Of the ales on offer I opted for one of the guests, Full Mash ESP (the other was Jennings Cumberland) and one of the regulars, Fuller’s London Pride (as opposed to Marstons Pedigree).  Both were nice.  No, correction, the ESP was nice, the London Pride was perhaps the finest beer I’d tasted in a long while – yes, it really was that good!
Stocking up at a nearby “offy” for the return trip, it was no surprise that by the time we’d got back to the East Riding I’d completely forgotten about the arsey text received from Mrs Slush moments after my departure...some nine hours earlier.  Hmm, discretion may be the better part of valour this evening I thought, as I took me and my kebab off upstairs for a double dose of Borgen.  Alone.
Still, what’s a bit of marital unrest when we’re in the hat for the third round draw!? 

My "official" match report can be found here along with a full set of Burt's pictures.
The photos can also be viewed on our Facebook page.
The official Holbrook St Michaels website can be viewed here.

Wednesday, 18 December 2013

A sign of the times

My recent piece for the Holderness Gazette regarding the current state of local grassroots 11-a-side football...

An endangered pastime?
Last week’s news that Withernsea AFC had folded their first team with immediate effect was perhaps the most serious sign yet that grassroots football in this area is experiencing real problems.
Having been involved with the local game for 25 years and a member of the South Holderness Cup committee for the past decade, I have witnessed an ongoing decline in both the number of teams and available players. 
The loss of the “traditional” village team has accelerated in recent years, ironically partly as a result of the FA’s Charter Standard programme, which was devised in order to strengthen the game at grassroots level. 
By asking clubs to raise standards, the FA were effectively signalling a move away from the familiar “one man band” to more multi-team operations, with qualified personnel at all levels.
The positive knock-on effect was that players wanting to try and progress were encouraged to join clubs offering such opportunities, along with better facilities for their use.  Unfortunately, to those just wanting a kick-about every Saturday, the options were suddenly more limited. 
It would now appear that there is a shortage of players in both categories. 
No matter how good the facilities on offer or the standard of football open to them, you cannot force today’s generation to actually want to play the game.  And when a town the size of Withernsea, with a thriving junior section acting as an in-built production line, feels it can no longer field three open-age teams on a Saturday afternoon, the alarm bells ring for all of us.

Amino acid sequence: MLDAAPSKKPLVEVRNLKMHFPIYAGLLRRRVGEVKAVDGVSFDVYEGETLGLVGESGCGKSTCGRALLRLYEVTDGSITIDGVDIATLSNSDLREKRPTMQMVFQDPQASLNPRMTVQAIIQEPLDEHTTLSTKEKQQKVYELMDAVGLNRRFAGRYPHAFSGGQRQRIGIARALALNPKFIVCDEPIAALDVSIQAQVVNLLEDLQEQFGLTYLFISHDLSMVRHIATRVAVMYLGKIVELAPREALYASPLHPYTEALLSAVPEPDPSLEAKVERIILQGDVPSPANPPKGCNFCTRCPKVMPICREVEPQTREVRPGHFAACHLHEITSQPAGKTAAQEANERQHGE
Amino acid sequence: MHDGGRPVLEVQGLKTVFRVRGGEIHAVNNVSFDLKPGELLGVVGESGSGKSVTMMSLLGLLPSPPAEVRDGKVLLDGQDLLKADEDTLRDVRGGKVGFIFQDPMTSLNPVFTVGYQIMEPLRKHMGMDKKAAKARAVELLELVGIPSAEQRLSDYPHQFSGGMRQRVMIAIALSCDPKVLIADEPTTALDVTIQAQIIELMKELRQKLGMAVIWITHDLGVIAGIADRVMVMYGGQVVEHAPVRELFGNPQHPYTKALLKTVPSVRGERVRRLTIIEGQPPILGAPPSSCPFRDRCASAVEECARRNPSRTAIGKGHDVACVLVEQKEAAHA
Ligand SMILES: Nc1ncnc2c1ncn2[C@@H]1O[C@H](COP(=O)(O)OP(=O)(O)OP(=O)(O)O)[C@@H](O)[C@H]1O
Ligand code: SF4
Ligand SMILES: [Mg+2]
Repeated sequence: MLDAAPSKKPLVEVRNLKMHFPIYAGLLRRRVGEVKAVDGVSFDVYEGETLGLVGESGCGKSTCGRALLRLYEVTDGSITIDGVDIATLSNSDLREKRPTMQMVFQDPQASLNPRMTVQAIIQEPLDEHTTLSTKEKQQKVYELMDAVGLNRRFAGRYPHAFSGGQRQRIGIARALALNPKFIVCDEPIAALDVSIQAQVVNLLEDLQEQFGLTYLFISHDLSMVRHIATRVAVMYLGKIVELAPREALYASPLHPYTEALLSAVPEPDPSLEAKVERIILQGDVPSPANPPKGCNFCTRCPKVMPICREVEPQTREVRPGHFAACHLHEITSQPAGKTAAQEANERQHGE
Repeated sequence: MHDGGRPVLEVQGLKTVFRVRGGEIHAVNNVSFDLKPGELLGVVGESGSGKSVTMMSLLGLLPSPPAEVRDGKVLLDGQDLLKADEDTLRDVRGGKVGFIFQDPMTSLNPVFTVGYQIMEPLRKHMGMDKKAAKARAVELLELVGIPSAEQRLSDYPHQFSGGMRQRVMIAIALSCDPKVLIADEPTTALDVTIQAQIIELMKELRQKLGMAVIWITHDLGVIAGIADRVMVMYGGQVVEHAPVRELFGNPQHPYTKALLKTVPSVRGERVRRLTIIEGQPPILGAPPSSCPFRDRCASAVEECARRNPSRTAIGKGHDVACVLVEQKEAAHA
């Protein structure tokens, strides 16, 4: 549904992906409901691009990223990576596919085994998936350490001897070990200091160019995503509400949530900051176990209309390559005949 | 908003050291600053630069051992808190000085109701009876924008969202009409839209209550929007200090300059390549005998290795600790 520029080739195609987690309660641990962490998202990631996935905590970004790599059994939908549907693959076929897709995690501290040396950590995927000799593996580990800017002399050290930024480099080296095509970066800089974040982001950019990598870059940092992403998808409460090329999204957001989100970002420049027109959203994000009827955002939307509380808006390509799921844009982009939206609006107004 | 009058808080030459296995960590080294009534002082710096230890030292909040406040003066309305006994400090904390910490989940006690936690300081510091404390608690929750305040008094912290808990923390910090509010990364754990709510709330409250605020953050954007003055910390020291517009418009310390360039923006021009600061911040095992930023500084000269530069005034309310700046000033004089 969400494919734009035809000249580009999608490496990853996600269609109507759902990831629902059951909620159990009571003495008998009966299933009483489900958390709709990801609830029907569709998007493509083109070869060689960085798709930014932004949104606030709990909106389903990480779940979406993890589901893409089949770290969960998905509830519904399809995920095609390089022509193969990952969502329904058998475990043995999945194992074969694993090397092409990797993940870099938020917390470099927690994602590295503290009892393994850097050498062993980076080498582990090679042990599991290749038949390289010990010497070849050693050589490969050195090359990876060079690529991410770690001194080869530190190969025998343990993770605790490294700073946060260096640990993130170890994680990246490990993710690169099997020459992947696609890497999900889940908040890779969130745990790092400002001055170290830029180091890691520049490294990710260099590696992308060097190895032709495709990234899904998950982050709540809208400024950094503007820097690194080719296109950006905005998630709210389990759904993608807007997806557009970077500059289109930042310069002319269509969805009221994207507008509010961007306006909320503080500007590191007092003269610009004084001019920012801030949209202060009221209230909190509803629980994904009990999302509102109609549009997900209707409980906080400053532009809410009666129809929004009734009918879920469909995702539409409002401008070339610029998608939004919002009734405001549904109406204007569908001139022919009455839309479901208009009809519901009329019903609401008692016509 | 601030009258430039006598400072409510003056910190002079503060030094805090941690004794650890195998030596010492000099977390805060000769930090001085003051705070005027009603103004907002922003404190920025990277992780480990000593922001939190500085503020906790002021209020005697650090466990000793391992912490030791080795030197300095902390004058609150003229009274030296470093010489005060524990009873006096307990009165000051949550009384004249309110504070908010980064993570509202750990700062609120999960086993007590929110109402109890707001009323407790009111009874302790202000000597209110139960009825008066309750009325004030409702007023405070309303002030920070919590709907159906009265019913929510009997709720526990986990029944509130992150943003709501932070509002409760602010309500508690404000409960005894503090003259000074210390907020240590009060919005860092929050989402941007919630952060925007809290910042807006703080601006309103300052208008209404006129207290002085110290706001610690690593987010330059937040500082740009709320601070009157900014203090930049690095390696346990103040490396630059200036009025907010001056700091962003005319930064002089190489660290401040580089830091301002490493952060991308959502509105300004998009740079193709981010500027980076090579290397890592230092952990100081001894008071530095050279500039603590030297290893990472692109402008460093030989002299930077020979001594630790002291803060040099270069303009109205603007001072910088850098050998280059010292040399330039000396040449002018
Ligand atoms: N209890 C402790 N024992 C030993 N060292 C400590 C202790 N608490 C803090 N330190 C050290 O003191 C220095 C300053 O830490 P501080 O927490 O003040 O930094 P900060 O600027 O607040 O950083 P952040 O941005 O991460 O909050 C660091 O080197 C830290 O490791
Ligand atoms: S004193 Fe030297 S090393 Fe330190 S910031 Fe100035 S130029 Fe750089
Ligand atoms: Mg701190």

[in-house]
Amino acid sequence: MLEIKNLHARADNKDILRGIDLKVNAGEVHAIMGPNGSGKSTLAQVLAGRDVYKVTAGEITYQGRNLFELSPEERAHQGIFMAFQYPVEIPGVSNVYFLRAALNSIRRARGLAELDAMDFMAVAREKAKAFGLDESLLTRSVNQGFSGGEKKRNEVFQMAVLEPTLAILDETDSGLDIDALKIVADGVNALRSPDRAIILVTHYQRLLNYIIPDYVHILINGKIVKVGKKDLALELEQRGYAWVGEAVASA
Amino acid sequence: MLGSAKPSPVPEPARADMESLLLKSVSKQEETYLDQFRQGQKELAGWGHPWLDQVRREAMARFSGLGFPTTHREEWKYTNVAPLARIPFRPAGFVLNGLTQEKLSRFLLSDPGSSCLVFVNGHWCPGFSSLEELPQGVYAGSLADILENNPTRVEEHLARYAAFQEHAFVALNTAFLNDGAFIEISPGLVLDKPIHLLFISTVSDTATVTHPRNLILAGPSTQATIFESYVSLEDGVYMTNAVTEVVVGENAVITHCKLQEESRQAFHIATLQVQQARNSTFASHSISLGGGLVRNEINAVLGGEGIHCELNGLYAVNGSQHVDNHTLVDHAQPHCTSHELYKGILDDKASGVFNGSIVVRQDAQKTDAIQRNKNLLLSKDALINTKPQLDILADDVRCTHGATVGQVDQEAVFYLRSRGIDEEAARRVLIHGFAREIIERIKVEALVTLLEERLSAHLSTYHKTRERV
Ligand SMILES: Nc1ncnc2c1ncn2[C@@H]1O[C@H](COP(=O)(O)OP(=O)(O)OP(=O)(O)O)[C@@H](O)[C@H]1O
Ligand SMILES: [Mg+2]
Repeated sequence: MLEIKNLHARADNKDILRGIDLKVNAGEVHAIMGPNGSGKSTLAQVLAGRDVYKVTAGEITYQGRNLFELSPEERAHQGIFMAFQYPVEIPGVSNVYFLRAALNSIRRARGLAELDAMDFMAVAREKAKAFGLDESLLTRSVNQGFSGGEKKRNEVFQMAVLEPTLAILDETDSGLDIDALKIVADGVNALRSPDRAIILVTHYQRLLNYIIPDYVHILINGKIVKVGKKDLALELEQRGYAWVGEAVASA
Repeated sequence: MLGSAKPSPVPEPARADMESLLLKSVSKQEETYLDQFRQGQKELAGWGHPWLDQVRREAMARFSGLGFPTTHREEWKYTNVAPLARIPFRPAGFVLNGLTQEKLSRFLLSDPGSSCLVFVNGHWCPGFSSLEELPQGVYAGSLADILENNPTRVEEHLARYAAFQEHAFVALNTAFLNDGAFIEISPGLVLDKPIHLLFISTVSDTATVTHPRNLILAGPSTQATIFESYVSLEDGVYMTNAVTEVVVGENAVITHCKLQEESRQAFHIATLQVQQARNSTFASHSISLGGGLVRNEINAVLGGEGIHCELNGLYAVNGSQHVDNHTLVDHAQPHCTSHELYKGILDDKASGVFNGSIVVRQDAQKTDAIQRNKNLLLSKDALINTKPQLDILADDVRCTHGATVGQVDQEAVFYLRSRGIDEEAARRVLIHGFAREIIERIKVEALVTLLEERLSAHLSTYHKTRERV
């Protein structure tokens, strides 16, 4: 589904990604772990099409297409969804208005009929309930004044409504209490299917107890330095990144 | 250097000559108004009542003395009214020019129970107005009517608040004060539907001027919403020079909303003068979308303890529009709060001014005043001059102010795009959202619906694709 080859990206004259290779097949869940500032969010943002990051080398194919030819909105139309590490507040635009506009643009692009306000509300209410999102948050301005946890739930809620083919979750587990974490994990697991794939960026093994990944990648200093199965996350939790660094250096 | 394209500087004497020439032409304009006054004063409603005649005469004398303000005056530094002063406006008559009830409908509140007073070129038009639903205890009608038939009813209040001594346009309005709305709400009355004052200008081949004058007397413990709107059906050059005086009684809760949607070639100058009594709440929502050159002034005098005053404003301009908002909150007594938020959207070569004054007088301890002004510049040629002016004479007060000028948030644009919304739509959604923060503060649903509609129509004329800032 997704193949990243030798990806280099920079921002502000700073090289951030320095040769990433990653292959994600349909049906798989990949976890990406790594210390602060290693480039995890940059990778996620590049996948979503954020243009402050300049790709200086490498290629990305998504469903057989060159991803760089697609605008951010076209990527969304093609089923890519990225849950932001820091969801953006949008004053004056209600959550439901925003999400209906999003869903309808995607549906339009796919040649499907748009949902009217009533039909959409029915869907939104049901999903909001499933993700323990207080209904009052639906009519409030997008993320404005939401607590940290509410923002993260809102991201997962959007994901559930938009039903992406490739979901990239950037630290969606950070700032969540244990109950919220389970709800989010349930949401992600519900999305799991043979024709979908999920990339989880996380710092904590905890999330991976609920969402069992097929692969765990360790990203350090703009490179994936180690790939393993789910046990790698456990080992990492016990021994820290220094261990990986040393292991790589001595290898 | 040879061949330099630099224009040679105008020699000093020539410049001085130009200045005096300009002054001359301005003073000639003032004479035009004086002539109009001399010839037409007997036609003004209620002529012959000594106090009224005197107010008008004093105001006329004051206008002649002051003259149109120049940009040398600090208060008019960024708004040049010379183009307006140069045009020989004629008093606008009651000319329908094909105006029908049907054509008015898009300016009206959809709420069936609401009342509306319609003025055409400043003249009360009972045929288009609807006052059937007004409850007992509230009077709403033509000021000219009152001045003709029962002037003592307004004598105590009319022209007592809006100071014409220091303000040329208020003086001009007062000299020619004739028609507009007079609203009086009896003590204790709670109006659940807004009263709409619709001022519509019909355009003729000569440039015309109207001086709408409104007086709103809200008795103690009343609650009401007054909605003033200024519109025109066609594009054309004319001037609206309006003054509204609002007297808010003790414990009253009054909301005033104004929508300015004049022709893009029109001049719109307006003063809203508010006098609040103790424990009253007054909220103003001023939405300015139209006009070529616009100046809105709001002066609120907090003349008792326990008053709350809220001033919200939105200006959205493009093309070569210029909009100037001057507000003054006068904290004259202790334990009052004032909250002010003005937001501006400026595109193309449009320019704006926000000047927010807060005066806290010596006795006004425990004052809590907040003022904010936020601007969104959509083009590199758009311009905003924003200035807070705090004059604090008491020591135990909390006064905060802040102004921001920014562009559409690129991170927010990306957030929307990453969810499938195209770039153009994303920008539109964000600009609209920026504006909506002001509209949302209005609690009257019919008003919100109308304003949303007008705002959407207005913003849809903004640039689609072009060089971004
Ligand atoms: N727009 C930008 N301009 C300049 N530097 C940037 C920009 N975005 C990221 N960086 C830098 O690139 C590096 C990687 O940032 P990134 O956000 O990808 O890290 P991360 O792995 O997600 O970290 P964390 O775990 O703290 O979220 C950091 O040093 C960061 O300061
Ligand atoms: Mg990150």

For me, Saturday afternoon has always been the focal point of the weekend, whether that be when following Hull City up and down the country in the 1980s or playing for Easington during the following decade.  “Match day” was something to be looked forward to and whatever the result we would ensure that it was re-examined over a few pints that night.
So, why is there such apparent apathy to grassroots football?
Some blame the amount of Saturday counter-attractions.  Certainly, Hull City’s recent success can be seen to have had some effect, as can wall-to-wall TV coverage, which now incorporates foreign broadcasts on a Saturday afternoon along with Sky’s successful Soccer Saturday format.  People are more inclined to watch football, be it live, at home or down the pub rather than don the boots to play themselves.
Then there are the current licensing laws, which often result in the weekend becoming one long party with a game of football relegated low down on the list of priorities.  
The growth of midweek five-a-side leagues has also had an effect as this gives would-be players their “fix” without impinging on their weekend. 
Finally, throw in the rise of the play-station generation with their reported aversion to outdoor activities and you can perhaps see why we now appear to have a dwindling number of lads actually playing “the beautiful game” on a Saturday afternoon.   
Withernsea are not the first to take drastic action as a result of the above issues.  Sadly it’s likely they’ll not be the last.  Hornsea Town were reported to have issues pre-season, Roos have struggled to field a full complement on a weekly basis and at Easington we had a well-documented summer beset by problems.  Indeed it is still by no means a certainty that we will see the season out in our current three-team format; although there is definitely a determination on the part of the committee to do so.
It all comes down to personal choice – and at the moment it would appear that many of the potential footballers of Holderness would rather be anywhere else than lining up to kick-off at two o’clock on a Saturday afternoon.


So that was November...

Saturday 23rd November
Central Midlands League North Division